I had two black aces. I raised preflop, some people called. The flop was J-10-3, all spades I had the best pair, the best flush draw, the most chips, and most players in my spot would be looking forward to this hand. I checked and folded instead.
It’s important to always consider all the information available when choosing an action. Poker is really just a series of multiple-choice questions. It’s your turn — do something. Check or bet? Fold or put more money in the pot? Always consider which action will earn you the most money, using strategic thought to plan ahead and plot your course to a wheelbarrow full of money at the cashier’s cage.
Poker players often discuss decision-making processes based on ranges of possible hands an opponent can have. Rarely do they consider that since humans instead of computers are controlling the chips.
The event was a $500 buy-in no-limit hold ‘em tournament high in the Rocky Mountains. Roughly 140 players showed up, generating a prize pool paying $19,000 to the winner and less to 12 others. We were down to two tables, I was either the chip leader or close to it with 550,000 in chips.
Blinds were 3,000-6,000 with a 1,000 ante. I made it 13,000 to go from under the gun with As Ac. Opponents viewed me as borderline psychotic. One guy who had 160,000 and rarely folded held true to form by calling. Two tight dudes of differing generations called. A solid thinker called out of the small with 180,000. The big blind said something betraying a marginal hand, then lit money on fire by calling. Really tight game, huh?
The flop came Js 10s 3s. There was 84,000 in the pot. The biggest stack among my opponents was 500,000 but the rest of them had less than 200,000. I checked.
Most people in this spot would have bet, and there’s nothing wrong with that, except in certain situations there are better options. This was one of them. I had a stack to my left that could really hurt me. I had a great hand, but still only one pair. I wasn’t worried about giving a free card because I was either way ahead or way behind. I checked with the intention of getting it in against certain opponents, but I wanted to acquire more information.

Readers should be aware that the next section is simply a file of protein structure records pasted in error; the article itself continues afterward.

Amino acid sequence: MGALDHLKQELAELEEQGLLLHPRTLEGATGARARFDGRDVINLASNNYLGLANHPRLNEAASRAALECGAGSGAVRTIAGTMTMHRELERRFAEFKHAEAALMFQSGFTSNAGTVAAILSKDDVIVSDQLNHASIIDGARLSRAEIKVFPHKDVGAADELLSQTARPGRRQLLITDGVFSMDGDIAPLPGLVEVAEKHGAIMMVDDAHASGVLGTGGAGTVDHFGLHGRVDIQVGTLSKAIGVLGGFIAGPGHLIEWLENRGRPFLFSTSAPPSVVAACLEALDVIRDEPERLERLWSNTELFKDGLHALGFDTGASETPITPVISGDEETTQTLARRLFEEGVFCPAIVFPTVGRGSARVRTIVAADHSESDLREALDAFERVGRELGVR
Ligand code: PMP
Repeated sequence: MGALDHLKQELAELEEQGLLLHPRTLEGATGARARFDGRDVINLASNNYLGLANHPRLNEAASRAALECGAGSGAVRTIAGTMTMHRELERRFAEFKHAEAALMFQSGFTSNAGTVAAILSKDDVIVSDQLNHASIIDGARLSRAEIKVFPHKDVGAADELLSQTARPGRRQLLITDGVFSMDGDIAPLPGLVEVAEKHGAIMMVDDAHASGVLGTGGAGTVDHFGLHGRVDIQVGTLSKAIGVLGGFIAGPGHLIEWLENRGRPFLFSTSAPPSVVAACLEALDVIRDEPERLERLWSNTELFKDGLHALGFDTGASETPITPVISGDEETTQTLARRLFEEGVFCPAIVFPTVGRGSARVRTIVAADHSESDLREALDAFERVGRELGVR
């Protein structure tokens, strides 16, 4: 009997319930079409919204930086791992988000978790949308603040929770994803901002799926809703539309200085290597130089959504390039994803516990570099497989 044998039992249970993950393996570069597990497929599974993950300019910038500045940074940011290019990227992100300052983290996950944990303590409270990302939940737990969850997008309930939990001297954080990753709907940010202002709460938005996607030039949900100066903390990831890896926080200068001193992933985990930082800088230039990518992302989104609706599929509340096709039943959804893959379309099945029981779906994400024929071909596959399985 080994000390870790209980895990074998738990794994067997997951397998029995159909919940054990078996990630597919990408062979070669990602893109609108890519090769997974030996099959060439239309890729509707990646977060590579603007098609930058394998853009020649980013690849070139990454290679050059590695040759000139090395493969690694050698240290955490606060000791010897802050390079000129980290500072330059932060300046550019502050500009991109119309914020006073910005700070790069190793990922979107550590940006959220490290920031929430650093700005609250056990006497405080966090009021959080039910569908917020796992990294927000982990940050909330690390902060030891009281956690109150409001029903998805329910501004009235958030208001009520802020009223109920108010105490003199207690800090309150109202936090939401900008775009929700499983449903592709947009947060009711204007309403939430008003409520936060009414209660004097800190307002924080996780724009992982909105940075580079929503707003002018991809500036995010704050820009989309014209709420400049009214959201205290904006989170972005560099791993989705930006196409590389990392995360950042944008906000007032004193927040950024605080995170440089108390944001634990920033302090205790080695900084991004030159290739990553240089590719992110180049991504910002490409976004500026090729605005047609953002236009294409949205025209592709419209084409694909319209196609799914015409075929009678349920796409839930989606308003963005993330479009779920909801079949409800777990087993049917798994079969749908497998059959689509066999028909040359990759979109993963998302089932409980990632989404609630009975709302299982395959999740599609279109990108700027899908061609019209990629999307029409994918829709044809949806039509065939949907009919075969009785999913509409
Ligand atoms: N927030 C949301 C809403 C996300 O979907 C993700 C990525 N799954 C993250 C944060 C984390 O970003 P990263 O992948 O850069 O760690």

The kid to my left angrily bet 50,000, and I did mental cartwheels, knowing instantly based on his mannerisms that he had one pair at best, and my top pair with the nut-flush draw crushes all other one-pair hands. Then the conservative gentleman two to my right announced that he was all in.
The voice was instantly displeased, and over a decade I’ve learned to listen to that inner voice. After two minutes of agonizing like a junior-high girl fretting over her first breakup, I folded the hand. It should have taken me less than 20 seconds. We were near the bubble. This dude was tight. He was comfortable and confident.
The player behind me instantly called. The caller rolled a red ace-jack, and the conservative gent in the small blind turned over Qs 9s. The turn was the Ks, making a straight flush.
My stack survived. I lost nearly 350,000 right after that hand and likely would have busted had I made that call. Instead, I made the final table and pocketed a bunch of money.
Bryan Devonshire is a professional poker player from Las Vegas. Known as “Devo” on the tournament circuit, he has amassed more than $2 million in career earnings. Follow him on Twitter: @devopoker.